I have VERY exciting news to share! This week I became an ACE Certified Personal Trainer!!! I am so pumped for this new chapter in my life!. A lot of people have asked me about the specifics involved to become a personal trainer (PT). Do you need to have a 6 pack? No. Do you need to have a tight ass booty? Nope. So can anyone do it? Not really. Becoming a PT is a much larger commitment than most people think. I used to think being a PT was a great way to make money on the side as an easy to do, part-time job. This is just not the case and I have a huge amount of respect for PT’s after going through the process. In essence, to become a PT, you will be studying hard for an extended amount of time (ACE recommends a minimum of 6 months to be successful on the exam). The material is not common sense, has nothing to do with doing 3 sets of 10 push-ups and goes deep into the science of exercise and the physiology of the human body. To put things into perspective, I recently received my MBA from NYU Stern, and scoring well on the GMAT was about as hard as passing my ACE personal training exam. Keep in mind, this is just the test and like all tests, probably isn’t the best indicator of how you will actually perform as a PT. So, if you are seriously thinking of becoming a PT here’s what you should know about the test.
1. Anatomy and Kinesiology…what the what?!
I didn’t even know what kinesiology meant until a few months ago…but it’s the study of human movement. The test will require you to have a strong understanding of the planes of movement, muscles, joints, and all the possible ways that muscles can move. For example, you need to know all the muscles that act on the hip, know which muscles cause the hip to extend, flex, ad-duct or abduct in both the frontal and saggital planes. You also have to know the type of exercises that work the muscles and cause specific types of movement. This is required for all the main joints and muscles in the body – it’s a TON of information with weird scientific names like iliopsoas, sternoclavicular articulation and tensor fasciae latae. For me, this was all a memorization game.
My Tip: Make flashcards your new best friend and test yourself daily. Yes, if you want to speed up your learning and pass the test in under 6 months (I did in about 3), you need to test yourself daily to memorize this information. It’s A LOT to know.
2. You can probably apply to med school in a third world country
As my friend Jackie joked, “With all this science crap, just apply to med school in the third world.” Ha! I shy away from all types of biology, but the exam does require you to have an understanding of it. This includes knowing about our respiratory, cardiovascular and pulmonary systems. You have to be able to understand how food is broken down in the body and used for energy production (there are three separate systems that do this!). You need to know how to train clients with injuries, illnesses, diseases, and special considerations like, pre/post natal clients. You have to screen clients for various risk factors such as hypertension and heart disease. You have to understand different blood pressure readings, BMI, height/weight measurements and what these metrics mean to your specific clients. Your function requires an in-depth knowledge about a client’s health profile, BUT you are not physician and should always refer clients to their primary care doctors when appropriate.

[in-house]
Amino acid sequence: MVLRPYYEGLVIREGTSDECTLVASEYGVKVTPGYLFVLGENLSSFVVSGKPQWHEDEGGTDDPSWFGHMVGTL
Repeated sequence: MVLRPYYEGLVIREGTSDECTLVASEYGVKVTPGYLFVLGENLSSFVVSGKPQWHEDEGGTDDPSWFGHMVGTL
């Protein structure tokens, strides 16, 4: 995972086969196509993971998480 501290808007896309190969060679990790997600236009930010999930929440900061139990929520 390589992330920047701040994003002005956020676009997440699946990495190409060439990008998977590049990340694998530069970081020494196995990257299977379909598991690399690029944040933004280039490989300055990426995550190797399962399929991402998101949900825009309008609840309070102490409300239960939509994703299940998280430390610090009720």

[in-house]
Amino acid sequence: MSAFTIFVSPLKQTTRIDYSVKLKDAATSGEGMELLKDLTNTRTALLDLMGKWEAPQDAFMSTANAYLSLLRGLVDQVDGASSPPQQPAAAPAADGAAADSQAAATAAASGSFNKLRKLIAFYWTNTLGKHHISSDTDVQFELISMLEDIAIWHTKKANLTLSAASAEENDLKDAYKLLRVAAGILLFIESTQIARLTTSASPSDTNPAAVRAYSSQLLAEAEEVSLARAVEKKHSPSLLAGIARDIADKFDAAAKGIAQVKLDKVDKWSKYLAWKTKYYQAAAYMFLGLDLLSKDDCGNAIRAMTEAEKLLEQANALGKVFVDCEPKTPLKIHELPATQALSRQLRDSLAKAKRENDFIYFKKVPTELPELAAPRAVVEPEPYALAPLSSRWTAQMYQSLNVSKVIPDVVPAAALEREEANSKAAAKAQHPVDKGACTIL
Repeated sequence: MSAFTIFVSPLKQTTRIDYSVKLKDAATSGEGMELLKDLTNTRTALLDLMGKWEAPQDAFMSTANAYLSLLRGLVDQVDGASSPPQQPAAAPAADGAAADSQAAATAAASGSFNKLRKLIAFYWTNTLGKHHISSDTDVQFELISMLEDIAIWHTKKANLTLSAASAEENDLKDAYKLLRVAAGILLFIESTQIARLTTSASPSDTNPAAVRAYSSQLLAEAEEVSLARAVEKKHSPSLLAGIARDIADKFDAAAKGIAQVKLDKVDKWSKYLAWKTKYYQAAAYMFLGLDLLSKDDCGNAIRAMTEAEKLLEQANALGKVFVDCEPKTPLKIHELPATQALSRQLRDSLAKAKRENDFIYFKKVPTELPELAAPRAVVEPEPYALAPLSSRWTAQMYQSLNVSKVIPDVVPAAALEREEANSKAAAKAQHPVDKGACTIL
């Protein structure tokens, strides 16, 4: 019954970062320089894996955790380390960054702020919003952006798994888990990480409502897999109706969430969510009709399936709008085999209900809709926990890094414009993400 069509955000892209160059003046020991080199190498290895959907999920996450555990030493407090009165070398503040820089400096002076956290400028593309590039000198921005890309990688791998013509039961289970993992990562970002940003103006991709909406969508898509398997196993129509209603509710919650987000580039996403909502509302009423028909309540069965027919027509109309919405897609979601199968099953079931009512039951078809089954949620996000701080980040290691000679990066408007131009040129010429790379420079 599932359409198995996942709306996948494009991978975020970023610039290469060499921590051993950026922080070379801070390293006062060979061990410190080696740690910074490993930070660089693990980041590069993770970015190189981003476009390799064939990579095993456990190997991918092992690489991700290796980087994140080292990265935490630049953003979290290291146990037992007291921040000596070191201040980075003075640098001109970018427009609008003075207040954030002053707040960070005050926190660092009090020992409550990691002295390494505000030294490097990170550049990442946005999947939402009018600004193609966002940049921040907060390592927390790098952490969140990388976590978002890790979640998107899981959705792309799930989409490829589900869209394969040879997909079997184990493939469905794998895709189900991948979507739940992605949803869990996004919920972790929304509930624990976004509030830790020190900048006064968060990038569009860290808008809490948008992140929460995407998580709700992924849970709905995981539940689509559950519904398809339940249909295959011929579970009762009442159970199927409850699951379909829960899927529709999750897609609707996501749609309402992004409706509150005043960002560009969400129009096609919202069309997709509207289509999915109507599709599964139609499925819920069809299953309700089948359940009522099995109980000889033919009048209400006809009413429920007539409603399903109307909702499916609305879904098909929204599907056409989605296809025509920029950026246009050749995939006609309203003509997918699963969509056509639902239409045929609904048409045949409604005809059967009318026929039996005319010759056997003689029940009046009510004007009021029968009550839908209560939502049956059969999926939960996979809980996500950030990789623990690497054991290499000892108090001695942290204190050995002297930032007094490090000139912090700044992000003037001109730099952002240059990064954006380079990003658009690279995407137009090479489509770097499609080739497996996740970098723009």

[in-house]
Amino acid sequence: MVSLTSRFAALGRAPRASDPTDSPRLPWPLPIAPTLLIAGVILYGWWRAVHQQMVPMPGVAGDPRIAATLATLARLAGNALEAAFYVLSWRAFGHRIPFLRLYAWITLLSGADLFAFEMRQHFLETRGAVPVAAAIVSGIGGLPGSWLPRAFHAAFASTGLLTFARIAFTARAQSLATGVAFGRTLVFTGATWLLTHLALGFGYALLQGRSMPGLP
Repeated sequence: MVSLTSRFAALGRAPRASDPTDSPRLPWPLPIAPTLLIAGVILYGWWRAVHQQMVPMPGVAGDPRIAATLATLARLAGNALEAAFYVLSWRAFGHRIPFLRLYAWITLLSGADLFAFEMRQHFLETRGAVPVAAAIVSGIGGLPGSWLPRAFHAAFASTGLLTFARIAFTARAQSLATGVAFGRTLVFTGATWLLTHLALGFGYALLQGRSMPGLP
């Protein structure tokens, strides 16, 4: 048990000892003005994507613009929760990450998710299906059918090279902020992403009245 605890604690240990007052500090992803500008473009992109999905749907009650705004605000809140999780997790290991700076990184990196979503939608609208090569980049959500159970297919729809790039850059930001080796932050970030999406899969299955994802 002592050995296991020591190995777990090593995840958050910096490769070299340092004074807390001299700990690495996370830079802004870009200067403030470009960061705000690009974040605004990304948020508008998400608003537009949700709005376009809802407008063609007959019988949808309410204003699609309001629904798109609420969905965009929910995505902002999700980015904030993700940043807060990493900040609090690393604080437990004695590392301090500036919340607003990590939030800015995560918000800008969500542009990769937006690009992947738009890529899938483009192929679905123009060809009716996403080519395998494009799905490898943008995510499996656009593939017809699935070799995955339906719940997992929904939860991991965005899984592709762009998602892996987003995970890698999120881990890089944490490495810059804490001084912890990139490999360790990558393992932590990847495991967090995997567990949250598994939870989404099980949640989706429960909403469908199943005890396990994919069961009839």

My Tip: Call up your friend who used to rock straight A’s in science class and is now a doctor. Ask for advice about how he/she studied through med school. The answer will probably involve an excess amount of coffee and/or aderol. I took the Red Bull approach.
3. You’ll never look at people in the gym the same way again
While studying for the exam, I would see people in the gym working out and say to myself, “shoulder adduction, scapular extension, elbow flexion, etc.” I would notice people’s posture and try to determine if they had any balance issues. Since passing the exam, I keep doing this. I’m pretty observant by nature but now it’s on a whole new level. I’ll have to work hard to keep my mouth shut and not give my two cents to every person in the gym, but I’m so excited to get started that I may not be able to help it!
My Tip: Learn how to communicate with your friends and workout buddies in a constructive, listening based approach. This will help you offer them advice that is suited to their goals and help them surpass challenges safely. This is a fundamental part of the exam and the more you start incorporating a consultative approach with those who already trust you, the easier this will be when dealing with real clients.
Obviously there is a lot more information you will learn and study when you make the decision to get certified. Depending on the certification you get, you will need to learn the specifics of screening clients, designing suitable programs for your clients that incorporate both cardio and resistance training, nutrition considerations and legal ramifications among other things. This is not an exam you can study for and pass in one month (and if so, I want to know you). It’s also pretty damn expensive to register and retake the test, so try to ace (pun intended) it the first time around.
Now that I have my Personal Training and Group Fitness certifications, coupled with some other career changes, stay tuned for a big surprise that I’ll announce in the next week!
Personal trainers are Da Bomb!
Party Smart. Sweat Smarter.